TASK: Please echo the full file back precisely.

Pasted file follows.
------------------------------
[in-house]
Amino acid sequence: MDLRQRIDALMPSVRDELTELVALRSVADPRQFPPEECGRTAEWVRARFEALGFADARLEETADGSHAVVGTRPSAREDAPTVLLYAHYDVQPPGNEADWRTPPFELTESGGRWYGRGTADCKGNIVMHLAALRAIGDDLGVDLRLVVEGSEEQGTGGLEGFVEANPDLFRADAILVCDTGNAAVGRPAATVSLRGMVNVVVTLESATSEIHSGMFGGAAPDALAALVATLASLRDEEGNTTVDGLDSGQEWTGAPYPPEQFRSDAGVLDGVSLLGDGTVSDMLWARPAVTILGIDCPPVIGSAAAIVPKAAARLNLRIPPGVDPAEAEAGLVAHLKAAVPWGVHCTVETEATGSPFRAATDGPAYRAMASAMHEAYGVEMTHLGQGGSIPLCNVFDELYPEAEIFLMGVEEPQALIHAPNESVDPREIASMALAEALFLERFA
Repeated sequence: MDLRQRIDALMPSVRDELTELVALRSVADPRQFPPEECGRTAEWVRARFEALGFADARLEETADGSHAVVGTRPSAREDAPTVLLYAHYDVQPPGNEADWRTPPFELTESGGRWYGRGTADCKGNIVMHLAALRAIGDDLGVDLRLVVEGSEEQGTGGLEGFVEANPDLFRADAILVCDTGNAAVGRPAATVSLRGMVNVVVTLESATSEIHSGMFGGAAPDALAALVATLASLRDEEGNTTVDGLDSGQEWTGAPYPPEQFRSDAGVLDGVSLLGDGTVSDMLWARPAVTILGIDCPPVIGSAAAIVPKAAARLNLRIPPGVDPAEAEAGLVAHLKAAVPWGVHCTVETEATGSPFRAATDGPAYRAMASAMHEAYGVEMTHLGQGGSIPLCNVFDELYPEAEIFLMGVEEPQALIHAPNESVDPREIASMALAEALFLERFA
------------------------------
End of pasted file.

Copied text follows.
[in-house]
Amino acid sequence: MDLRQRIDALMPSVRDELTELVALRSVADPRQFPPEECGRTAEWVRARFEALGFADARLEETADGSHAVVGTRPSAREDAPTVLLYAHYDVQPPGNEADWRTPPFELTESGGRWYGRGTADCKGNIVMHLAALRAIGDDLGVDLRLVVEGSEEQGTGGLEGFVEANPDLFRADAILVCDTGNAAVGRPAATVSLRGMVNVVVTLESATSEIHSGMFGGAAPDALAALVATLASLRDEEGNTTVDGLDSGQEWTGAPYPPEQFRSDAGVLDGVSLLGDGTVSDMLWARPAVTILGIDCPPVIGSAAAIVPKAAARLNLRIPPGVDPAEAEAGLVAHLKAAVPWGVHCTVETEATGSPFRAATDGPAYRAMASAMHEAYGVEMTHLGQGGSIPLCNVFDELYPEAEIFLMGVEEPQALIHAPNESVDPREIASMALAEALFLERFA
Repeated sequence: MDLRQRIDALMPSVRDELTELVALRSVADPRQFPPEECGRTAEWVRARFEALGFADARLEETADGSHAVVGTRPSAREDAPTVLLYAHYDVQPPGNEADWRTPPFELTESGGRWYGRGTADCKGNIVMHLAALRAIGDDLGVDLRLVVEGSEEQGTGGLEGFVEANPDLFRADAILVCDTGNAAVGRPAATVSLRGMVNVVVTLESATSEIHSGMFGGAAPDALAALVATLASLRDEEGNTTVDGLDSGQEWTGAPYPPEQFRSDAGVLDGVSLLGDGTVSDMLWARPAVTILGIDCPPVIGSAAAIVPKAAARLNLRIPPGVDPAEAEAGLVAHLKAAVPWGVHCTVETEATGSPFRAATDGPAYRAMASAMHEAYGVEMTHLGQGGSIPLCNVFDELYPEAEIFLMGVEEPQALIHAPNESVDPREIASMALAEALFLERFA